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Your neighbor's soot

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Q. This is my first winter in my new apartment on West 142nd Street.  Ever since the weather has turned cold, black smoke has been pouring out of the roof of a residential building outside my windows.  

It had been occasional before then, but it is now constant. Watching pollution being generated in front of our eyes is bad enough--we also have to keep the window closed all the time to keep out the black soot.

Is there anything I can do to get the building to stop polluting my air beyond kindly asking the owner to spend more money than he has to?


A.    This is a no-brainer, according to our BrickTank experts: Continuous black smoke isn't normal and probably just means the boiler needs to be tuned correctly.

“Usually, the boiler needs to be cleaned or the oil is not warm enough prior to being fired,” says managing agent Michael Wolfe.

The fix is often as simple as a small adjustment to make it burn oil more efficiently, says managing agent Paul Gottsegen:  “The adjustment will actually save the owner money even if he has to hire a professional burner company."

Call 311 to report it, and the Department of Environmental Protection will send an inspector.

“The city is vigilant about this and used to take aerial photos of the whole city, just looking for black smoke,” says Gottsegen.

The height of the smoke stack may also be a violation regardless of whether black smoke is pouring out, points out real estate lawyer Steven Wagner of Wagner Berkow: "The responsiblity for raising the height of the stack, assuming it is too low, will depend on the location of the stack relative to your window, the age of the buildings and which building was constructed first."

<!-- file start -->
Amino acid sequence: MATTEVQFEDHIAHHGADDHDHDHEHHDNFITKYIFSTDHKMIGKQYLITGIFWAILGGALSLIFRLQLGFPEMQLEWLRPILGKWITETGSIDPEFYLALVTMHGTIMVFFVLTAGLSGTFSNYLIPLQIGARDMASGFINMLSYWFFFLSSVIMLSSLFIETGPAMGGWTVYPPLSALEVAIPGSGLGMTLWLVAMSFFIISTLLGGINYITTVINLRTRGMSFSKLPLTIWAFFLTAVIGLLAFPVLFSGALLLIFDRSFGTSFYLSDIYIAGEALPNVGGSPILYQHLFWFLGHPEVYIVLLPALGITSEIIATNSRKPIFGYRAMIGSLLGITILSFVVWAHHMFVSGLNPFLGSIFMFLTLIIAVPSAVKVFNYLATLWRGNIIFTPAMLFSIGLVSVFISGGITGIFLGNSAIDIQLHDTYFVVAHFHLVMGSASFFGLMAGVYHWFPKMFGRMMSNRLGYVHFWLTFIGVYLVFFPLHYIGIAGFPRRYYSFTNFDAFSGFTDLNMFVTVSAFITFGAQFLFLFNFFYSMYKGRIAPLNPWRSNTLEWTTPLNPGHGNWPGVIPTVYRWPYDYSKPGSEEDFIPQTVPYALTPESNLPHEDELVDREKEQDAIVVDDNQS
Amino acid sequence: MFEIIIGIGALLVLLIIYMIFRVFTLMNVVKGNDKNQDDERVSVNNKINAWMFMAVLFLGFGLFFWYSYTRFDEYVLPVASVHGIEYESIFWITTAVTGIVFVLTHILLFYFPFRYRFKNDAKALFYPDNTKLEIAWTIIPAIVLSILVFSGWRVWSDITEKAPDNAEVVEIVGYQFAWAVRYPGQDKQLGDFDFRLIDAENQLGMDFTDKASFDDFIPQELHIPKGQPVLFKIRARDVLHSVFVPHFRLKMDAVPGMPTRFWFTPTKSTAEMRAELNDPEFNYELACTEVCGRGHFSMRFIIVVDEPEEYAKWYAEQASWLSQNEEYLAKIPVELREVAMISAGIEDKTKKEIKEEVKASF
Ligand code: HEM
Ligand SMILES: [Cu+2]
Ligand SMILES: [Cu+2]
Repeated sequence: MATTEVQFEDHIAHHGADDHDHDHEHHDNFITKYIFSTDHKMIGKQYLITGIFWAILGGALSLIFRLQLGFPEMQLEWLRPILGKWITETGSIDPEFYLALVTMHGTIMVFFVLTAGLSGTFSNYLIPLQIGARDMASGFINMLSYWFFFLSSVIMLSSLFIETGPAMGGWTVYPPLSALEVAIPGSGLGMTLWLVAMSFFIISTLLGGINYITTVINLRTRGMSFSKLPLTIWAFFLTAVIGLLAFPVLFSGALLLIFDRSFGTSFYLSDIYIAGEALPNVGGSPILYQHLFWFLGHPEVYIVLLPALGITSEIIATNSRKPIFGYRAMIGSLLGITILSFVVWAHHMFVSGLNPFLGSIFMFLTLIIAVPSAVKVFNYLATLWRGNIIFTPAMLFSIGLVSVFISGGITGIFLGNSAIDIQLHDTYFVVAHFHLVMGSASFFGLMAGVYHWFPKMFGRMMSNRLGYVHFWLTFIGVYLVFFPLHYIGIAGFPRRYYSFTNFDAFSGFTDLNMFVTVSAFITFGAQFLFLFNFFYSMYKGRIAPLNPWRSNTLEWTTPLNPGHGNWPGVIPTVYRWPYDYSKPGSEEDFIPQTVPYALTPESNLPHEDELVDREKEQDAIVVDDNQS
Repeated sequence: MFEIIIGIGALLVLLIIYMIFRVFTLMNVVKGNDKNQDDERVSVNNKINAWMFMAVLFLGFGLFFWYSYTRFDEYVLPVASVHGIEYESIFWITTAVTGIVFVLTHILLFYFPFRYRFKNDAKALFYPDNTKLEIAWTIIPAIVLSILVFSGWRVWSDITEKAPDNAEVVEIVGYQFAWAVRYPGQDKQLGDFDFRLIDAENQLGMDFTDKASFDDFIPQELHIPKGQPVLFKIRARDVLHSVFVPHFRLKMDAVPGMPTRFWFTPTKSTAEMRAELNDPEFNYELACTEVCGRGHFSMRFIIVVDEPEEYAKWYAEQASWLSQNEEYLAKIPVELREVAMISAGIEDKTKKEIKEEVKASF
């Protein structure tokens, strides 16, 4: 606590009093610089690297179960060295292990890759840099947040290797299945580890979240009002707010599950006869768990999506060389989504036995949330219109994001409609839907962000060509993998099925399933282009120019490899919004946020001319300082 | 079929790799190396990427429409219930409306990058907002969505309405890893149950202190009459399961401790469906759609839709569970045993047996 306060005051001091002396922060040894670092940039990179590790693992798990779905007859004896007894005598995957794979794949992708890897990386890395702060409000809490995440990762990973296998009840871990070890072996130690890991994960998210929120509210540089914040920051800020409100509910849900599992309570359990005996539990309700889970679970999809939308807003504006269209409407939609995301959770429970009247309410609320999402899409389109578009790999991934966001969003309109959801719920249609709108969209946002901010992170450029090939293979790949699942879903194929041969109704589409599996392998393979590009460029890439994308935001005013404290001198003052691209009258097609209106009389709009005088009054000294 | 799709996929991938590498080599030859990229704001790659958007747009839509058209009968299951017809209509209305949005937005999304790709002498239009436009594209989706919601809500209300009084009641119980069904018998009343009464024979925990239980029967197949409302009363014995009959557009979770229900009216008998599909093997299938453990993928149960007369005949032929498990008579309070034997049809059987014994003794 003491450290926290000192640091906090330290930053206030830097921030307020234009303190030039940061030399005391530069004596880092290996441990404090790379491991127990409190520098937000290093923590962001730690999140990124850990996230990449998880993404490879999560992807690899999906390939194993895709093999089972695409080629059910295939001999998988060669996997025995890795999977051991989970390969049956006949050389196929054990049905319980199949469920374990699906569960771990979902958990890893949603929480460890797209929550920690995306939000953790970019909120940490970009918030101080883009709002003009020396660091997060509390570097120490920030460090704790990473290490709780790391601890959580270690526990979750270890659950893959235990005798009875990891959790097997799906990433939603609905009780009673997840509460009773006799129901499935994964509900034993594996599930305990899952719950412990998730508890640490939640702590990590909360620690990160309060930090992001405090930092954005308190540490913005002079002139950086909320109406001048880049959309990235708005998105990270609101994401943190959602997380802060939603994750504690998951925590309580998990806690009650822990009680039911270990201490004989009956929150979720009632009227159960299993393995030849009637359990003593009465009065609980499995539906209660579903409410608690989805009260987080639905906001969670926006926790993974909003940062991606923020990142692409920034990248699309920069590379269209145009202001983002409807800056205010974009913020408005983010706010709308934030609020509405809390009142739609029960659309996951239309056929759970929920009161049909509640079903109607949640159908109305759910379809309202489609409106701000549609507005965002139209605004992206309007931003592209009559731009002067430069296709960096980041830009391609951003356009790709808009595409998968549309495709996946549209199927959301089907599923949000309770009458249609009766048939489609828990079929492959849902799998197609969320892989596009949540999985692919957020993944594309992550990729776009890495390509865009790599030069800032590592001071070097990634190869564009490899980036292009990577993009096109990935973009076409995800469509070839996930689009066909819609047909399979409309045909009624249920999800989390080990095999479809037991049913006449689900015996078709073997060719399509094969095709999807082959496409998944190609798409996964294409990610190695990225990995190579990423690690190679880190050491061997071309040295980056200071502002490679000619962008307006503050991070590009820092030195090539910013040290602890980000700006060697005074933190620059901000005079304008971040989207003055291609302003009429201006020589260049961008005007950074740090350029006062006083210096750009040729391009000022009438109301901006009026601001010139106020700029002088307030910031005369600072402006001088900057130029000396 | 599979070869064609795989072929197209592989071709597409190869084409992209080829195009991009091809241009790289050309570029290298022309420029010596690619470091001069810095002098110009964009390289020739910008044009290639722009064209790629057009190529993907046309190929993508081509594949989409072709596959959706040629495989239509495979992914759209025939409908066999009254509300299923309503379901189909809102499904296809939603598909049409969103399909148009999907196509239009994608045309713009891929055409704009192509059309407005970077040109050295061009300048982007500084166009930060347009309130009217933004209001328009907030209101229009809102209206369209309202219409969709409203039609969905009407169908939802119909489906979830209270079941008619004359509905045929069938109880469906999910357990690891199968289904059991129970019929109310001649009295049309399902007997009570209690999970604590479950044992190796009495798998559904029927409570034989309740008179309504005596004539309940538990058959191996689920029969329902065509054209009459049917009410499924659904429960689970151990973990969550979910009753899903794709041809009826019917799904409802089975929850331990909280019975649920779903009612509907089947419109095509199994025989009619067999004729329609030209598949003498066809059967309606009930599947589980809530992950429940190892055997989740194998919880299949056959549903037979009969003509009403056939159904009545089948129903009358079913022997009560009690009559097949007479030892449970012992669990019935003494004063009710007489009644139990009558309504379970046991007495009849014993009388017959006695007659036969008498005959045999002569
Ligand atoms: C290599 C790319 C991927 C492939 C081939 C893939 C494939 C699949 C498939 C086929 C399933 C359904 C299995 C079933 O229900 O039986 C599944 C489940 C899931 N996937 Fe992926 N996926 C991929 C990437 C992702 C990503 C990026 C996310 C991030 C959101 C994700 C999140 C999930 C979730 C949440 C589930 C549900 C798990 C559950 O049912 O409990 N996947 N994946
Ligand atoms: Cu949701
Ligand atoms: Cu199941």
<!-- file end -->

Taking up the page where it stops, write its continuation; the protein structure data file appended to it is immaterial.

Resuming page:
Strategically speaking, you might consider informing the building's super or managing agent that inspectors are “on their way” and they may want to get the problem fixed, suggests guest expert Isabelle B. Silverman, an attorney with the Environmental Defense Fund.

It is true that some types of oils (sadly, the cheaper ones) burn dirtier than others, and Silverman urges New Yorkers to email the mayor urging him to phase out dirty oil by 2020.

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Related links:

Map of shame: Is your building a filthy, dirty air polluter?

 

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